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Breastfeeding is a magical experience to share with your baby that marks for life, but it can also happen that you have to face some complications: pain, itching, irritation... If this is your case, do not let the pain settle because breastfeeding, when done correctly, should not hurt. Discover here the different obstacles that you can encounter during breastfeeding and especially how to treat them.
A crack is a lesion of the nipple, a crack or even a bloody wound when it is at an advanced stage. For most breastfeeding mothers, cracks are caused by poor positioning of the baby or ineffective sucking by the baby.
To make sure you are in the right position, you need to make sure that your baby's belly is pressed against yours and that his body (ear, shoulder and hips) is aligned. His mouth should be open and should surround the nipple and part of the areola. In order to prevent cracks, test different positions and choose the one that seems the most suitable. In most cases, they should not reappear.
Different solutions exist to treat cracks:
To learn more about cracks, we have written a article here.
If you feel a painful or warm lump in your breast or a small white ball on the tip of your nipple, you probably have a blocked milk duct.
What is a blocked milk duct? A blocked milk duct is a blockage that occurs in a specific area of the breast that prevents the milk from draining and coming out properly. Again, baby's suckling may be the cause: if baby is not suckling properly, your breasts may not be well drained and the milk duct may become blocked.
How to unblock a milk duct? :
If the lump does not disappear after 24/48 hours and the symptoms worsen, you should consult your doctor because it may also be mastitis.
The symptoms of mastitis are very similar to a blocked milk duct because mastitis occurs when the duct has not been unblocked in time. If you have a red and painful breast and you have flu-like symptoms (fever, joint pain, feeling hot and then cold...), you may have mastitis which is an inflammation of the breast tissue.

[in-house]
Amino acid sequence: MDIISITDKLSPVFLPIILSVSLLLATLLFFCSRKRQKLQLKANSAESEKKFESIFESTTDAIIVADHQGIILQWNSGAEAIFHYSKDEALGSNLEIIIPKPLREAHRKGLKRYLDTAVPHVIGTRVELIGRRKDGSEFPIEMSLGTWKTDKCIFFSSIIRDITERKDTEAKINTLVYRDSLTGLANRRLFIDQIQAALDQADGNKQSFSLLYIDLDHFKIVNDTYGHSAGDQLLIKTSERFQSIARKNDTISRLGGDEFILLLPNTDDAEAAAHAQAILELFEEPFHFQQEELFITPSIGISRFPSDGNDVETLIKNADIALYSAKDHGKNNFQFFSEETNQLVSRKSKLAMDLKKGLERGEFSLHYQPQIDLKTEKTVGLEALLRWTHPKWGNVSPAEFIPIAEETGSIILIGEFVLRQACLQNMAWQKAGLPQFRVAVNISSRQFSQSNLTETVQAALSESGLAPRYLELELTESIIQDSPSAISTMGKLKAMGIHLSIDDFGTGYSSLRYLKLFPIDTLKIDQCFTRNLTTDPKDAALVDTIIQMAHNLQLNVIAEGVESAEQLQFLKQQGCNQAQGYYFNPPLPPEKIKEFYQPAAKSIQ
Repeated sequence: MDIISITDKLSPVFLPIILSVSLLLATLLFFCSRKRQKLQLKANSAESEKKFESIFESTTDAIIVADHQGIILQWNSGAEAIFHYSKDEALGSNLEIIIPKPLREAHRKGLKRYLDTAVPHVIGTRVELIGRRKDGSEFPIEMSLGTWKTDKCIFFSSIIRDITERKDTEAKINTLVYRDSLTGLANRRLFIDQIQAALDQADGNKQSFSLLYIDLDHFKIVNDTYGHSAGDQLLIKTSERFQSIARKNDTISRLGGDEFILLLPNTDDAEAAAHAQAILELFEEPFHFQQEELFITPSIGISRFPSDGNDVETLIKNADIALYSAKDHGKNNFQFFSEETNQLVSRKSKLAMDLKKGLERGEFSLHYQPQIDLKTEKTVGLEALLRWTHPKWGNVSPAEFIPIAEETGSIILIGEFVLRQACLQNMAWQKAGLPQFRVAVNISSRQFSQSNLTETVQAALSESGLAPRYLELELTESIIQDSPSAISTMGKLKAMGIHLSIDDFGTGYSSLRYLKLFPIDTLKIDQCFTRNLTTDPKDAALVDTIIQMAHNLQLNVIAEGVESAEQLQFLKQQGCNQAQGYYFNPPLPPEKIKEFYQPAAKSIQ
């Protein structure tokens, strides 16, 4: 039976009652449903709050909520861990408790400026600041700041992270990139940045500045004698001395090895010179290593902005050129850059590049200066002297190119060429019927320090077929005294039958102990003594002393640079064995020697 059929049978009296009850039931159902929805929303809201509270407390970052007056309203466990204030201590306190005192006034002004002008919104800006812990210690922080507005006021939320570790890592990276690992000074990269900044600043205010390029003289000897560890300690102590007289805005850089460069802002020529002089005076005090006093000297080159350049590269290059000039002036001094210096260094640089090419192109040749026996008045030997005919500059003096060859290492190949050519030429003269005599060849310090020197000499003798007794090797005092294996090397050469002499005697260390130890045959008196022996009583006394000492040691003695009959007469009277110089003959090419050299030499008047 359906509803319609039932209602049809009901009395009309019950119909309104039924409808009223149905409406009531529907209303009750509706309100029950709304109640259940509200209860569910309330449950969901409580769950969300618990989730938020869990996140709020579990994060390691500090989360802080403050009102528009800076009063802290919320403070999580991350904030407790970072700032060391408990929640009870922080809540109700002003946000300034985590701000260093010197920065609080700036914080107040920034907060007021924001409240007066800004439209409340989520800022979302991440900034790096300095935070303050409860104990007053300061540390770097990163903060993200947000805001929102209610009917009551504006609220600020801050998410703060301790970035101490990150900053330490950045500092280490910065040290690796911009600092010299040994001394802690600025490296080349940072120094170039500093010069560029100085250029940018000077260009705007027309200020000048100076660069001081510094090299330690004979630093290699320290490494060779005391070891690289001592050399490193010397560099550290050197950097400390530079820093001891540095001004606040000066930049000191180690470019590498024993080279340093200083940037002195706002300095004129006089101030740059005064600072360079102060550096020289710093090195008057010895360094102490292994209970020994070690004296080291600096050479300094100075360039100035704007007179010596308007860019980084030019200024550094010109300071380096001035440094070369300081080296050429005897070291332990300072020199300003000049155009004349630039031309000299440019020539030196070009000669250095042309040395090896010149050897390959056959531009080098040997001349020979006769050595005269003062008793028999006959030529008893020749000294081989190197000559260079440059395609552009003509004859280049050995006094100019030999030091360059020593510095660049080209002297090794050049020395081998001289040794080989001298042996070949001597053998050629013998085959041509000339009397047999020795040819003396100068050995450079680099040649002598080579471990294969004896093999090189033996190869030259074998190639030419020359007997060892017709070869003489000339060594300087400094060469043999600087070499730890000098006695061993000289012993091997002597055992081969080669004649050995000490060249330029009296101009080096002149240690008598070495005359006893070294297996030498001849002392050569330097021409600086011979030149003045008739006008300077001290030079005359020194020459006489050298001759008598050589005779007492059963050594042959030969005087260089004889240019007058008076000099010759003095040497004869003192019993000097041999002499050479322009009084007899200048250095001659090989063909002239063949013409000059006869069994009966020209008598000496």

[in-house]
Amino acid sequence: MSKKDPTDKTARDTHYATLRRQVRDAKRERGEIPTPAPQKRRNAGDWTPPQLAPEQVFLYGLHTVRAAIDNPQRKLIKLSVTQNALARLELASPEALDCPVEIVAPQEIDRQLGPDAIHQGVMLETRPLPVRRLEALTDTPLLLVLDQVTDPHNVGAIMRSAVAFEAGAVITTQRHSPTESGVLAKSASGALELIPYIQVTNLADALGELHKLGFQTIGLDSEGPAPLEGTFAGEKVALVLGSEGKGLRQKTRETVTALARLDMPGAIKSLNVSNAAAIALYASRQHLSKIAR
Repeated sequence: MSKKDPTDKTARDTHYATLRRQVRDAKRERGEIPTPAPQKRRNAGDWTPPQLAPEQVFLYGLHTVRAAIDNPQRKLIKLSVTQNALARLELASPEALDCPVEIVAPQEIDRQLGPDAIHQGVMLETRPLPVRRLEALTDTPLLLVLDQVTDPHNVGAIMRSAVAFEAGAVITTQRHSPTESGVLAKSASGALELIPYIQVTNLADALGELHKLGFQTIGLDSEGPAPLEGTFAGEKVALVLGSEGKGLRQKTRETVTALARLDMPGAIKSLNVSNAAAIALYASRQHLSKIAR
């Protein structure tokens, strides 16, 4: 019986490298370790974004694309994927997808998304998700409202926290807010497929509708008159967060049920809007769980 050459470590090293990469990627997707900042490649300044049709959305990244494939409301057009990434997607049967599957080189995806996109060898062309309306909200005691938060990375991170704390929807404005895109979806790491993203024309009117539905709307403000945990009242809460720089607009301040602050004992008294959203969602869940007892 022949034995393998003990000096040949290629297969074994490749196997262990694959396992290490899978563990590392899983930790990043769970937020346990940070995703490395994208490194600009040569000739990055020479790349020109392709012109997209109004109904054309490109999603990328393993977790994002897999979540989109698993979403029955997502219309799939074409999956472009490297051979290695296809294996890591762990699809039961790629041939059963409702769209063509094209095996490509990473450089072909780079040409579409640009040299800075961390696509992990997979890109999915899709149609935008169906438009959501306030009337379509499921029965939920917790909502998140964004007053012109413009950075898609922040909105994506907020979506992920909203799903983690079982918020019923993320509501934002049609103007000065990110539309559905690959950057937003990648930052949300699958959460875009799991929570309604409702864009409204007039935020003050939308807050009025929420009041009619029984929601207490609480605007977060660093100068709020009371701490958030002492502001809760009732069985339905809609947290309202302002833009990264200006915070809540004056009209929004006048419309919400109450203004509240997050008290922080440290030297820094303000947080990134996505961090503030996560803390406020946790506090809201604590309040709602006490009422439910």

In this case, you should see a doctor to determine if it is infectious mastitis or non-infectious mastitis. If it is infectious mastitis, antibiotics (compatible with breastfeeding) will be given.
If it is non-infectious mastitis, follow the advice given above for a blocked milk duct. Your doctor may also prescribe an anti-inflammatory medication such as ibuprofen.
Mammary candidiasis is an infection caused by the fungus Candida Albicans. This fungus has always been present on our skin or mucous membranes, but when an immune or hormonal imbalance occurs, the fungus can develop abnormally and become pathogenic.
If your baby's nipples are sore, burning and itchy, if your baby seems to be suckling effectively and the pain doesn't subside and persists even after feedings, you may have breast thrush. This infection is also called thrush because white patches may appear in the baby's mouth or on the cheeks or buttocks.
Mammary candidiasis should be treated simultaneously in both mother and child with an antifungal cream to be applied on the breasts and inside the baby's mouth after each feeding. The mother should also take care of her hygiene: wash her hands regularly and disinfect anything that has been in contact with her breasts and the baby's mouth (breast pads, clothes, pacifier, breast pump, teething ring...). She should let her breasts dry out as much as possible after feeding because this fungus proliferates in warm, humid and dark environments.
Fortunately, these inconveniences are not systematic, but we think that it is interesting for you to know their existence in order to recognize them if they appear...
In addition, the contact of a midwife trained in breastfeeding or a lactation consultant will be very useful. This is why we recommend that you meet with one when you are pregnant, as she will be your support and relay in case of a problem!
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